Q. I have an 18-month-old child who refuses to eat any dinners for me. In the beginning I put it down to teething and several ear infections, but after five months of this I am getting very frustrated. I am trying every approach and nothing is working. I have tried to leave the food in front of her and not take any notice of whether she eats it or not. I have tried to disguise the food with Rice Krispies on top; that worked for a small while but she is not having any of it now. I have tried not giving her any alternatives and thought she might give in, but that didn’t work either. She went for three days only eating her breakfast, but got very cranky. She will eat cereals, toast, cheese, beans, rice cakes and dried fruit, but this diet cannot go on forever. Do I keep nagging her to eat her dinners or do I just offer her the dinners and then when she doesn’t eat them give her what she wants?
A. While there are some toddlers who heartily eat their dinners with their parents, these are largely the exception. Most toddlers tend to have limited diets and some can be very picky eaters. A lot of it is to do with where they are developmentally. From one year of age and onwards children become aware that they have a choice, and are more able to assert their preferences. While as babies they might have been receptive to new foods, for example trying out vegetable purées, during the second year they can start saying no and resisting the food their parents put in front of them, and this can become a focal point for conflict and attention.
In trying to help your daughter, the first step is to take a moment to examine your own parental expectations about food and feeding. Lots of parents have high hopes of having family dinners and unrealistic expectations about their toddlers sitting down and participating. At 18 months, your daughter is only gradually getting used to the ritual of family dinners and eating the same food as their parents. Young children often have more of a grazing style of feeding, which means that they might prefer to eat smaller portions and more frequently through the day. This means that you might expect her to try only small portions of the family dinner, but ensure she has access to a range of healthy snacks (which you can expand gradually in range) through the day, where she is getting the majority of her nutritional needs.
If you survey what she eats in a day and over the week, you might find that although it is narrow in range, it might still be relatively healthy and might cover the major food groups.
You can still continue to introduce her to new food at family dinners, but the key is to be patient, to do this gradually and expect her to try only small portions. Children will often have to be exposed to new food 20-30 times before they get to like it. In addition, some children have specific preferences over the texture and appearance of food as well as the taste.
Continue to experiment with how you present food and see what is most appealing to your daughter. For example, carrots can be eaten raw, diced or cut into batons, puréed and hidden in other foods, or made into soups or even a juice. Find out which she likes most.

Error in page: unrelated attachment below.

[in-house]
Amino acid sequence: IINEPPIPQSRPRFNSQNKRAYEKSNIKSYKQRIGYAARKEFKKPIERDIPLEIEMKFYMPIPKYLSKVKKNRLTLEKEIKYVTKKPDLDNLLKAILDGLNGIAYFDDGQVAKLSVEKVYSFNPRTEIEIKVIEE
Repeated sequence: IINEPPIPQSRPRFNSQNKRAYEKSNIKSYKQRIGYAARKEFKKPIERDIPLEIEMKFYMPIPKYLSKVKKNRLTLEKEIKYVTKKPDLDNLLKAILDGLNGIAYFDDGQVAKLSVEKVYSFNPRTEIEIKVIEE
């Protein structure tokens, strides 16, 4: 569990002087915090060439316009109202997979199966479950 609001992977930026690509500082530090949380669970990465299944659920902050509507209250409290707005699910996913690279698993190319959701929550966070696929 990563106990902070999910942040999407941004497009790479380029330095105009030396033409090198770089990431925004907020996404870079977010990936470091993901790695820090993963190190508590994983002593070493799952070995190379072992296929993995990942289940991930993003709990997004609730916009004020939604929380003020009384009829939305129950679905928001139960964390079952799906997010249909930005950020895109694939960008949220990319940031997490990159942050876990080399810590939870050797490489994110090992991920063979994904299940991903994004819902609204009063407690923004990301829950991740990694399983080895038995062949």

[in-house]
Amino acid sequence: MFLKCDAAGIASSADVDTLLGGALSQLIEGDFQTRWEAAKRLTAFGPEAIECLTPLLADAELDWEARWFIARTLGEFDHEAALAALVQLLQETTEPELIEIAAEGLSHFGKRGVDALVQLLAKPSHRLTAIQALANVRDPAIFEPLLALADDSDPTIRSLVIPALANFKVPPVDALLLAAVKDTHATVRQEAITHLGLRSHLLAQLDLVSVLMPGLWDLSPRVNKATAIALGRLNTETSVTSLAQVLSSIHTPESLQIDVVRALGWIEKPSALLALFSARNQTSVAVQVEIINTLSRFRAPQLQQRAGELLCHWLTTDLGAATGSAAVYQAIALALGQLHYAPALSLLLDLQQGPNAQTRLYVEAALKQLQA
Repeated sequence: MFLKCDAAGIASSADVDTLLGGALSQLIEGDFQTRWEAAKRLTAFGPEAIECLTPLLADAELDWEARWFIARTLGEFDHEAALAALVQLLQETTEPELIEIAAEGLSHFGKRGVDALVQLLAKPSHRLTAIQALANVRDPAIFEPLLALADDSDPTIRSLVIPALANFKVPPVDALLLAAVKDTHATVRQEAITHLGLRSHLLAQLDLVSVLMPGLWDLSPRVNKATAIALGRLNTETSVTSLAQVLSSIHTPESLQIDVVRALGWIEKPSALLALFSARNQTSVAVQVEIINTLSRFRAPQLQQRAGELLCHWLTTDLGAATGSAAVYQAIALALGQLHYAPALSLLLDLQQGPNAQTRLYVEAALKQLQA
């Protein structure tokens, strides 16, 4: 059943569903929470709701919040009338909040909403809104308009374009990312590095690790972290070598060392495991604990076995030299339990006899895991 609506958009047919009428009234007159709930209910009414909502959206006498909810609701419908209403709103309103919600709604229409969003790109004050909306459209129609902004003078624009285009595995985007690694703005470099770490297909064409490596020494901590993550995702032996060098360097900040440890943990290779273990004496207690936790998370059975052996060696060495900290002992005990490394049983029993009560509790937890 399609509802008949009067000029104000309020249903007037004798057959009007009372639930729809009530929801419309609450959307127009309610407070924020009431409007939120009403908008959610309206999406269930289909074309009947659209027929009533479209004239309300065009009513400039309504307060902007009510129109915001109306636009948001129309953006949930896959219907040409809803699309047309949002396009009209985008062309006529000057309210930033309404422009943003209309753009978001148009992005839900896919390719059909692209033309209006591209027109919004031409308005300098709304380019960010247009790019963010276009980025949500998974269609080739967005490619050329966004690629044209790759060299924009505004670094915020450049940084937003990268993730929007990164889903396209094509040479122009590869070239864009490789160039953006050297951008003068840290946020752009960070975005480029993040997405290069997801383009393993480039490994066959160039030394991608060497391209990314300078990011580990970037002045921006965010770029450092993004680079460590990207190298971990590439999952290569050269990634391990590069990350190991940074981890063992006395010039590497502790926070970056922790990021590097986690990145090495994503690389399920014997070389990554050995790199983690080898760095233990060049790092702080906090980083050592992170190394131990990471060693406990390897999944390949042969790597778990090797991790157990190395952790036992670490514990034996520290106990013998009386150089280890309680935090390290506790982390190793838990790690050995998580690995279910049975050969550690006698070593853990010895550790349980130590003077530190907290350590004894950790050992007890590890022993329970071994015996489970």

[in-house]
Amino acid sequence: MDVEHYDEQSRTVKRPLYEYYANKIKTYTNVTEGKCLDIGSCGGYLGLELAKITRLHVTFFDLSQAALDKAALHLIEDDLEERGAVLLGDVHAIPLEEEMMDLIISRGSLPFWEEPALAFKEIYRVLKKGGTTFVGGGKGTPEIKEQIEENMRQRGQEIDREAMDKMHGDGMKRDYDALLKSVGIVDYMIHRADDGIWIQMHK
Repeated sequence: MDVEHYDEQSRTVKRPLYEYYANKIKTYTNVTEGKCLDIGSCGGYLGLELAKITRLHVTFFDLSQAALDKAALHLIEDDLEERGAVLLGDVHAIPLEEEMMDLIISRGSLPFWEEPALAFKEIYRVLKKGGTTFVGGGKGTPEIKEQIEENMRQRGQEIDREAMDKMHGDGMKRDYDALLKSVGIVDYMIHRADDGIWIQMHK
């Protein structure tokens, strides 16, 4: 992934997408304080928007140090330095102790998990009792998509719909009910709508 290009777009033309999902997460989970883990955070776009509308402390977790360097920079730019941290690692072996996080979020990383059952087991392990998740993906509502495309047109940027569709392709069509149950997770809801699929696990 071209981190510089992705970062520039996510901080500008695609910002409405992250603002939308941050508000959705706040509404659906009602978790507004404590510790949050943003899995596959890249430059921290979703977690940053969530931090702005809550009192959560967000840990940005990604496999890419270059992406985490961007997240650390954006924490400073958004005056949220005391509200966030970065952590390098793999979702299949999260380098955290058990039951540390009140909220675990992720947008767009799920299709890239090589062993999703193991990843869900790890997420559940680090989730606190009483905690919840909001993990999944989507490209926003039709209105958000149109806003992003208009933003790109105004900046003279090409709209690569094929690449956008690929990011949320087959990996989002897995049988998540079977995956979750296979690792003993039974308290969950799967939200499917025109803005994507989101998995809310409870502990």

Because she is a toddler, the emotional climate of how food is introduced is crucial. While some gentle encouragement is important – for instance, “when you have tried some mash, then you can have some raisins” – any excess pressure on your daughter can easily lead to a battle of wills and make her dig her heels in more. Experiment with different positive approaches to encourage her to eat. Some toddlers respond to direct praise when eating – for example, when she tries a spoon you might say “well done, you had a spoon of porridge” – for others this can draw too much attention to the contentious food item and they might then stop eating. In those situations, it might be best not to talk about food at all when feeding her at the table – it might work best to distract her with a game as you eat together or even chat, sing or read a book together during dinner time – this way you make sitting at the table rewarding without any mention of food.
The goal is to set it up so that she makes the initiative and asks for food. To help her do this, you might sit down at the table, with the food in the centre and an empty plate in front of her. Then you give out the food to the adults and children who ask. If she does not ask or gesture, then you all eat and pay her no attention. She will see you eating and might become curious or hungry. When she asks for food you only give her a very small portion and do not give her any more until she asks again. Importantly, you stop giving her food before she says no and resists. Using this approach, you rely on her asking for food and this helps her learn to take responsibility. Make this easy for her initially by ensuring you have some of her favourite foods in the centre, so she is more likely to make a positive choice.
Finally, your daughter is only 18 months, an age when picky or fussy eating is very common and frequently a phase children grow out of. By being positive and creative as well as practical and realistic you can do a lot to help her learn to expand the range of foods she eats without it being a pressure for both of you. It is also important to remember that the vast majority of children who continue to be fussy eaters throughout their childhood, grow up happy and healthy as adults without any major problems. Most of the worry is largely in vain.
Dr. John Sharry, Irish Times, August 2011. John writes in the Irish Times Newspaper every Tuesday.